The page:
MEDIA PERSPECTIVE: The quest for size is behind the new round of mergers

MediaCom’s acquisition of the Media Business Group inspired last week’s most amusing pastime, the ’guess-the-price-tag’ game. Who would have thought that TMBG was worth pounds 27.9 million?

MediaCom’s acquisition of the Media Business Group inspired last

week’s most amusing pastime, the ’guess-the-price-tag’ game. Who would

have thought that TMBG was worth pounds 27.9 million?

’Good for them’ was the uniform response, but so was the surprise that

TMBG had proved quite such an attractive little number. The pounds 28

million cost represents a 40 per cent premium on TMBG’s 76.5p per share

closing price last Monday, and this in a year when the agency has waved

goodbye to around pounds 50 million of billings.

MediaCom cites TMBG’s skills set and exceptional market position as the

logic behind its acquisition. Sure, the company has some great people, a

strong professional reputation and a very good track record - this year

aside - in client retention. But in truth none of these have made TMBG

really stand out in the market. It has always been an incredibly solid

outfit, but not one with the magic star quality of a PHD or an MGM - the

last two media companies to be snapped up, and both for a lot less than

pounds 28 million.

No, I suspect that size is key to this deal. As one of the few media

independents of any size, TMBG had a value beyond its P&L for any agency

looking for instant growth. Witness the tetchiness of both MediaCom and

TMBG when questions were raised over their claimed combined billings of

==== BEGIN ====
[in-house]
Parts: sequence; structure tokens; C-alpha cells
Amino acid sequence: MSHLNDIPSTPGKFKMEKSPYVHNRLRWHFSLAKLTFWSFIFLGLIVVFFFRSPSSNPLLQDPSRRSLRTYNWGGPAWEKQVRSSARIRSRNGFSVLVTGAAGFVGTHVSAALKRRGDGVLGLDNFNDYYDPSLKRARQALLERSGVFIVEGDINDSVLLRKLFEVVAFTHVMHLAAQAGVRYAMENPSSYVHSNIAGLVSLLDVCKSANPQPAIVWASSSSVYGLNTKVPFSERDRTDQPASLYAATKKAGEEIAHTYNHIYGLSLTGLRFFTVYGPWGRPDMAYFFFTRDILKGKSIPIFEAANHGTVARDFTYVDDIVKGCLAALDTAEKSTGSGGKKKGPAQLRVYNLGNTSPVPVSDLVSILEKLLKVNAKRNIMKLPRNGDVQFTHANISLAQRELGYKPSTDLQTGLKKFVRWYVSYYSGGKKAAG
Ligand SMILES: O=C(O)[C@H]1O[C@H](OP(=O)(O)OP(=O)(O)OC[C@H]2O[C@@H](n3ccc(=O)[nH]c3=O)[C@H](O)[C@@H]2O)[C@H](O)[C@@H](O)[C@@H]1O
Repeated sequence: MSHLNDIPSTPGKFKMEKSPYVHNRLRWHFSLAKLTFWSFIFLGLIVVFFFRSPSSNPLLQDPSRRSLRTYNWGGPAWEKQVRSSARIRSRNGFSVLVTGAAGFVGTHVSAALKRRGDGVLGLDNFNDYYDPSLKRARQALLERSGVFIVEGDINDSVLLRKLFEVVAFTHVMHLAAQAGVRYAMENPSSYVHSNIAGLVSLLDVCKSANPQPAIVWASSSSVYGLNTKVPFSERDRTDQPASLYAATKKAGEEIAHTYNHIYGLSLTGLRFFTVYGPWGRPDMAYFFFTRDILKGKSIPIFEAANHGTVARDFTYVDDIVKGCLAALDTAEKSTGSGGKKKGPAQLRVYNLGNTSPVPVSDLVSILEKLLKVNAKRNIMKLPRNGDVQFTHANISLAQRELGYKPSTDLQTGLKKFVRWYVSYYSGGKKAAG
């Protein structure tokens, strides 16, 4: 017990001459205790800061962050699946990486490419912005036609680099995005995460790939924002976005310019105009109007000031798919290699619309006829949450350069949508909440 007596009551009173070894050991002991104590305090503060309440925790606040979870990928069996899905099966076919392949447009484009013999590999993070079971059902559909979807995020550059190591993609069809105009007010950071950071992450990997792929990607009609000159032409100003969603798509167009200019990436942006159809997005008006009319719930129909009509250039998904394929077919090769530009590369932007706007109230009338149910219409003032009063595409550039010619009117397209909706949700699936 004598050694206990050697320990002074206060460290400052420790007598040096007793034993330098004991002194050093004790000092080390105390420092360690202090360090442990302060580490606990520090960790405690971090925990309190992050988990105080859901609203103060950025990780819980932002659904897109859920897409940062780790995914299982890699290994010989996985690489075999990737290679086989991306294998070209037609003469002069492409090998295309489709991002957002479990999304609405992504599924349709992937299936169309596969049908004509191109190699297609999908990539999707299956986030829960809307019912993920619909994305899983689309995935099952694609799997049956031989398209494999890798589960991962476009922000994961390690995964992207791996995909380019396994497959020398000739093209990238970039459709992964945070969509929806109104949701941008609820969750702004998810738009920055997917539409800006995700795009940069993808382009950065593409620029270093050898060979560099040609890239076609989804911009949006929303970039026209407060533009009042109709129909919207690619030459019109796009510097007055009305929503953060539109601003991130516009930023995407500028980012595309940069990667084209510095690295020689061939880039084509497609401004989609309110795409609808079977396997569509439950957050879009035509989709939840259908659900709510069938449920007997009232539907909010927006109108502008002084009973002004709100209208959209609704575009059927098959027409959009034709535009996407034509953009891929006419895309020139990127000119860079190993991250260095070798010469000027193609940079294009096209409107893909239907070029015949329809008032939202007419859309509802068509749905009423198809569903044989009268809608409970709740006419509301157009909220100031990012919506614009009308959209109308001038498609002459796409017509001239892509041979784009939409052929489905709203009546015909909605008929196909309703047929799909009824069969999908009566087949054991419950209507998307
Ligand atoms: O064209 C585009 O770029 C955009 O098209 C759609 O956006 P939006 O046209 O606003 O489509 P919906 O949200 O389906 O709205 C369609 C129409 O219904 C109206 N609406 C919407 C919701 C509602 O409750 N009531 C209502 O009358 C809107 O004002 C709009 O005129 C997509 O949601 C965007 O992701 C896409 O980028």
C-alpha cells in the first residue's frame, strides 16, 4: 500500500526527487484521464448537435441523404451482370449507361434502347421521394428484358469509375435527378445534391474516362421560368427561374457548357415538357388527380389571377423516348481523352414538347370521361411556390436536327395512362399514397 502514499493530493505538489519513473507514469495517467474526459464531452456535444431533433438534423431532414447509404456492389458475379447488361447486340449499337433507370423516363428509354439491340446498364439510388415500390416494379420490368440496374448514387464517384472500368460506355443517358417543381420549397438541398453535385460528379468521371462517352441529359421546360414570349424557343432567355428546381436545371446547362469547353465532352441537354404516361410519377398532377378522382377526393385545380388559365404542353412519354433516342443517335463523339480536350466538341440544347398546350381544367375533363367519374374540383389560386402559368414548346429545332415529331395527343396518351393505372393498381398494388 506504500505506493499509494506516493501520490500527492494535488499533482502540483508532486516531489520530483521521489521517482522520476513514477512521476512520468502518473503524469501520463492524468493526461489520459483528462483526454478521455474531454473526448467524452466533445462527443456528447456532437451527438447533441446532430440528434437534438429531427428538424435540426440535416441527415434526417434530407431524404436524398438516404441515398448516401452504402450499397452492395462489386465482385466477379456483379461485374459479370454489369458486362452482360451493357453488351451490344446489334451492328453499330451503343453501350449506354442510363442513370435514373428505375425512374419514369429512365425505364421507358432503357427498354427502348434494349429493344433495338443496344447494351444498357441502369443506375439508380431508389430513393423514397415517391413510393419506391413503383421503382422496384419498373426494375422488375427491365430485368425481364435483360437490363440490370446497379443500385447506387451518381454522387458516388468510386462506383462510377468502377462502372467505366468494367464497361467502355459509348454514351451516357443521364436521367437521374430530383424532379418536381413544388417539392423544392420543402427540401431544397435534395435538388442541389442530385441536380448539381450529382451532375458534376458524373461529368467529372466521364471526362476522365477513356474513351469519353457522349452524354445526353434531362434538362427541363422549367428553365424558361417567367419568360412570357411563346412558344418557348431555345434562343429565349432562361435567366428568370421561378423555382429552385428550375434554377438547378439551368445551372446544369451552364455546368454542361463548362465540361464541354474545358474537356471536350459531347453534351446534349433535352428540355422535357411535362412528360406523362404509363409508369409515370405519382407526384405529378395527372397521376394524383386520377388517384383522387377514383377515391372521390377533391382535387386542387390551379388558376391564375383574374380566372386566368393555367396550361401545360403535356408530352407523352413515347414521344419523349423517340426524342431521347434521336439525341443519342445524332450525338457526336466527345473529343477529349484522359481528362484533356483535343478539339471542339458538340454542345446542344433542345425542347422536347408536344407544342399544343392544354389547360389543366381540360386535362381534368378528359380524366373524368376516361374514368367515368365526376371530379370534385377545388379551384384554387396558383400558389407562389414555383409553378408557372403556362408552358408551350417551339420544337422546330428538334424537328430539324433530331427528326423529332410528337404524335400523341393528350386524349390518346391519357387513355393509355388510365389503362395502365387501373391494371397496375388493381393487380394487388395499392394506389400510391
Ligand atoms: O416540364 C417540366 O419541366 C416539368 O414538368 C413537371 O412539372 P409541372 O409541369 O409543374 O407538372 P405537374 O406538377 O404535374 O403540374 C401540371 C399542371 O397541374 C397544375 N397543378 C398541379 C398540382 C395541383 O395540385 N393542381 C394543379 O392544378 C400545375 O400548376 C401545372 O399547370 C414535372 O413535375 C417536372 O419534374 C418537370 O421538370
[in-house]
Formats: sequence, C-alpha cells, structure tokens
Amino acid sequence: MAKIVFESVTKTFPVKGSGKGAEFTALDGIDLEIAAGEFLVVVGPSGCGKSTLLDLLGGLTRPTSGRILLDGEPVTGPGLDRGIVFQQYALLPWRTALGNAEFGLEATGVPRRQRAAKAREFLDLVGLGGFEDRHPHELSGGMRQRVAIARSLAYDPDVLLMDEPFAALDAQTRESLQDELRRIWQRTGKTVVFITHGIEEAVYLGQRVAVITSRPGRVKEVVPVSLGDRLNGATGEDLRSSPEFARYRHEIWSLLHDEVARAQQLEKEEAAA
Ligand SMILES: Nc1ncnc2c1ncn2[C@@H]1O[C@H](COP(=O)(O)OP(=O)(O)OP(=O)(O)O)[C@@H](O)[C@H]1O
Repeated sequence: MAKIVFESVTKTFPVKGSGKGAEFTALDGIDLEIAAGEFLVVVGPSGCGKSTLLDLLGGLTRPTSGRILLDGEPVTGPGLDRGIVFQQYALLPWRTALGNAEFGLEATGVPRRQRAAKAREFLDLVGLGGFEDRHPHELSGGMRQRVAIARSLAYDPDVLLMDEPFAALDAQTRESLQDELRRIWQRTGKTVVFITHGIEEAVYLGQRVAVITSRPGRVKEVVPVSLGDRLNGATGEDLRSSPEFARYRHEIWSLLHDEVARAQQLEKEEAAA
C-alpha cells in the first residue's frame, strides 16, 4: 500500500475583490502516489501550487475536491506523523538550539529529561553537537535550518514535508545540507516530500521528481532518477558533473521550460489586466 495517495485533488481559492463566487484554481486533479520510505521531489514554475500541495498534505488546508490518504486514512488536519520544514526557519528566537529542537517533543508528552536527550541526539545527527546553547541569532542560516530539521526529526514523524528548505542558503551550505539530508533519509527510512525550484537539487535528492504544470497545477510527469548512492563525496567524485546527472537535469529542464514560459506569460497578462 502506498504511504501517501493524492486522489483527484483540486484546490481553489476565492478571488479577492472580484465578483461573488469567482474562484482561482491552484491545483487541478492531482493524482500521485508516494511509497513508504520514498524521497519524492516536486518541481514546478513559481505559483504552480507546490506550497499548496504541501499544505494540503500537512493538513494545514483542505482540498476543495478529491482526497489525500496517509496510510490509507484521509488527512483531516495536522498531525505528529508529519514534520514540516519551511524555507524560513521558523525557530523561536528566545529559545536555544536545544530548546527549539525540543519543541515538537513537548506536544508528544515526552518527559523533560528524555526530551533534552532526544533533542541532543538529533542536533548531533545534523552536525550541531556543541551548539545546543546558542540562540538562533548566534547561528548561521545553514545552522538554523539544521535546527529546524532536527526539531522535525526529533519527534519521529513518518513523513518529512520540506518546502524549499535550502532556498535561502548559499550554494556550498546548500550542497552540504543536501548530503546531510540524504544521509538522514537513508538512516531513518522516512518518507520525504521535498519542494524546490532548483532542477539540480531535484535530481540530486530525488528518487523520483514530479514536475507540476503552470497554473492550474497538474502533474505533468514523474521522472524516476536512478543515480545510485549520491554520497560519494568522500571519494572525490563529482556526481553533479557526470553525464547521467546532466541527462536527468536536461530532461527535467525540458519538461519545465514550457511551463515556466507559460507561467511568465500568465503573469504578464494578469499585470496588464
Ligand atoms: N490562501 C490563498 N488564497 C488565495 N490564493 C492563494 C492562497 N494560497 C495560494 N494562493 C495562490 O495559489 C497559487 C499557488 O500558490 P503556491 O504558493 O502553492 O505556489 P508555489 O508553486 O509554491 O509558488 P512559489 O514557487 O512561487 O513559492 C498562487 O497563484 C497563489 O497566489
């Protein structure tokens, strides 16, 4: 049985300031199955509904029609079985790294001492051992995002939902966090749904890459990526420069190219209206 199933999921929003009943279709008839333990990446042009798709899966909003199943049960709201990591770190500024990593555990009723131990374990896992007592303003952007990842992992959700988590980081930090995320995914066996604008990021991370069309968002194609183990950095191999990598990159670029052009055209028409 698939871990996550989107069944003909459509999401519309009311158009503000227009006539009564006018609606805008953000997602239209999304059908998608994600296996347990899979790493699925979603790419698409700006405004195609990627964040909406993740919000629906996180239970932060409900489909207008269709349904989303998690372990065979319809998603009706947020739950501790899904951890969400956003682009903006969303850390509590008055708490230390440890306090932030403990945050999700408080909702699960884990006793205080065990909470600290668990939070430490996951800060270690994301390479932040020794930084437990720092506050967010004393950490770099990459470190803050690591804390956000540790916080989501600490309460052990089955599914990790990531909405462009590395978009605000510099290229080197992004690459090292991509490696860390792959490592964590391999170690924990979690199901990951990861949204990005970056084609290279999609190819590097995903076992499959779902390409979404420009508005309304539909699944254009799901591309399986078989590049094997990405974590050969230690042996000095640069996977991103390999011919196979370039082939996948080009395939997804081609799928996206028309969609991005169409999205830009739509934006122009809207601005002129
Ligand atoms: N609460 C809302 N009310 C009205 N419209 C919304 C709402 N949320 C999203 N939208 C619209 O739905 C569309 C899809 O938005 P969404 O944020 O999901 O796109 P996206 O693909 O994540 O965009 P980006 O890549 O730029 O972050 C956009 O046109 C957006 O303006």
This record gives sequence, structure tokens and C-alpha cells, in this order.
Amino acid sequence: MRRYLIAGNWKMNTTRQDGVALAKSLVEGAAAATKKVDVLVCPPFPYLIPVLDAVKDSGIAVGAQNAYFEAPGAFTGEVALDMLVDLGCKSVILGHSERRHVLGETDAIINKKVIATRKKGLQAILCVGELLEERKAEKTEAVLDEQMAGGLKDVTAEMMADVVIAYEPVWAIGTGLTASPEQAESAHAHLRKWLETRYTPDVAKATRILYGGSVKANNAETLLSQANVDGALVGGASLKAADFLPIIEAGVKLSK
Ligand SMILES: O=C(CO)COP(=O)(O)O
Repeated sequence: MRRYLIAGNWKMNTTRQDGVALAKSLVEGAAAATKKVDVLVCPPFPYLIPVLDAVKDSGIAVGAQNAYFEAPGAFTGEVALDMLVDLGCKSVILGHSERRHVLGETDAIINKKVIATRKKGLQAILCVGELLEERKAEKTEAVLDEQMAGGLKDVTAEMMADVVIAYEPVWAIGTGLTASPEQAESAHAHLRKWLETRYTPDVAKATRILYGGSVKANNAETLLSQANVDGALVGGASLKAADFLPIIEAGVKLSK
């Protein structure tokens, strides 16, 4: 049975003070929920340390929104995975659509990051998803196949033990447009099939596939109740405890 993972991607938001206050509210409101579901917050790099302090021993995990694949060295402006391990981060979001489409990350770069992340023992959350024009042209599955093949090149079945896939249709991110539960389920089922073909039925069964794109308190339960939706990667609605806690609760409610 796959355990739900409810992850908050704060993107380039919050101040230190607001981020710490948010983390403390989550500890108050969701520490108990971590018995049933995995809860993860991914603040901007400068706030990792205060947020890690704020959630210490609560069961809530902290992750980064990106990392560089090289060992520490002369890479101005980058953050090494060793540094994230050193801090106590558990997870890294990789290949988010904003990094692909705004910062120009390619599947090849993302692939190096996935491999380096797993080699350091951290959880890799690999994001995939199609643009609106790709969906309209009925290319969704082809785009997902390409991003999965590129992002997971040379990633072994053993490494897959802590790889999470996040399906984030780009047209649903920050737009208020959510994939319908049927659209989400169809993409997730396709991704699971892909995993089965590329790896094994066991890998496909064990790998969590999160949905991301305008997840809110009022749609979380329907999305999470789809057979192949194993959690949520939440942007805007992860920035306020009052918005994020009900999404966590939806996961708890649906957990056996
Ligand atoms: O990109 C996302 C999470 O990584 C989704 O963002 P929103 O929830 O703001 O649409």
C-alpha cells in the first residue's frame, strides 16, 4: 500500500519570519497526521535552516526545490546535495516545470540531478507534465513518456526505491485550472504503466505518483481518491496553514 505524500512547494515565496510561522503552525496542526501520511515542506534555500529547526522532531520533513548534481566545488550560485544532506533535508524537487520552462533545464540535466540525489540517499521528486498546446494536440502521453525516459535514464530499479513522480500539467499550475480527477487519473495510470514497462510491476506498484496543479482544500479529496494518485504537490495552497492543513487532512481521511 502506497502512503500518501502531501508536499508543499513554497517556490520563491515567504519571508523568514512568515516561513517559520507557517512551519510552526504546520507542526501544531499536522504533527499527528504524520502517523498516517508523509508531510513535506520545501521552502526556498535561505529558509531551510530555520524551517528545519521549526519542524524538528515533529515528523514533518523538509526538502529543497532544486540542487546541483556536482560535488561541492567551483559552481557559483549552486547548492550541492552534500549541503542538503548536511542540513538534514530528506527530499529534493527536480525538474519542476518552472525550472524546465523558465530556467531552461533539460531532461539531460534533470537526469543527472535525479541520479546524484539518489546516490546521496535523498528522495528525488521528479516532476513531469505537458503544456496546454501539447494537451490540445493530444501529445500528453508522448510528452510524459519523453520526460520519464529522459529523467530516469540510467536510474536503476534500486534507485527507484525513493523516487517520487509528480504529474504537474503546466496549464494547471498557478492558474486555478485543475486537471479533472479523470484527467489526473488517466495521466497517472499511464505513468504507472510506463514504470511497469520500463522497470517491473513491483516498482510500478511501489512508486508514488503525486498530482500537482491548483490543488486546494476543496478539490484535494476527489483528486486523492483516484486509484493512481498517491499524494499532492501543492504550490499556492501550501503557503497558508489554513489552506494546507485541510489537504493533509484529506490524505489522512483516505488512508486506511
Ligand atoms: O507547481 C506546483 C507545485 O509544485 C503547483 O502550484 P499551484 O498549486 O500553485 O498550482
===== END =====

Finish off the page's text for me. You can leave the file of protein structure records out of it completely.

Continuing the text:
pounds 500 million, which would put the company into second place in the

media league table. The latest figures from MMS give a total of pounds

333 million and a less impressive sixth position in the charts.

But even if the merger doesn’t confer top five status, it does help

solve some of the challenges faced by the two agencies. As a standalone

UK operation, TMBG risked being increasingly marginalised as business

aligned internationally.

MediaCom’s reputation in the UK market was respectable but uninspiring

and organic growth has been slow. The purchase of TMBG means a stronger

powerbase for UK growth and, hopefully, the chance to inject dynamism

and personality. But at pounds 333 million, the new company is still not

quite big enough to make a real difference in the marketplace.

Which brings me to the shock eleventh-hour collapse of the MediaVest/Leo

Burnett media merger. The deal really would have created a new number

two player in the market and its failure must mean some serious

soul-searching for both agencies.

MediaVest needs a strong international network if it is to continue

competing against its fellow top five agencies, while Burnetts needs to

make up its mind if it really is a full-service agency which takes media

as seriously as creative. If not, its media product will need a lot of

investment and the chance to cut the umbilical cord. But again, for both

MediaVest and Burnetts, size will be crucial and neither can afford to

face the long-term future alone.


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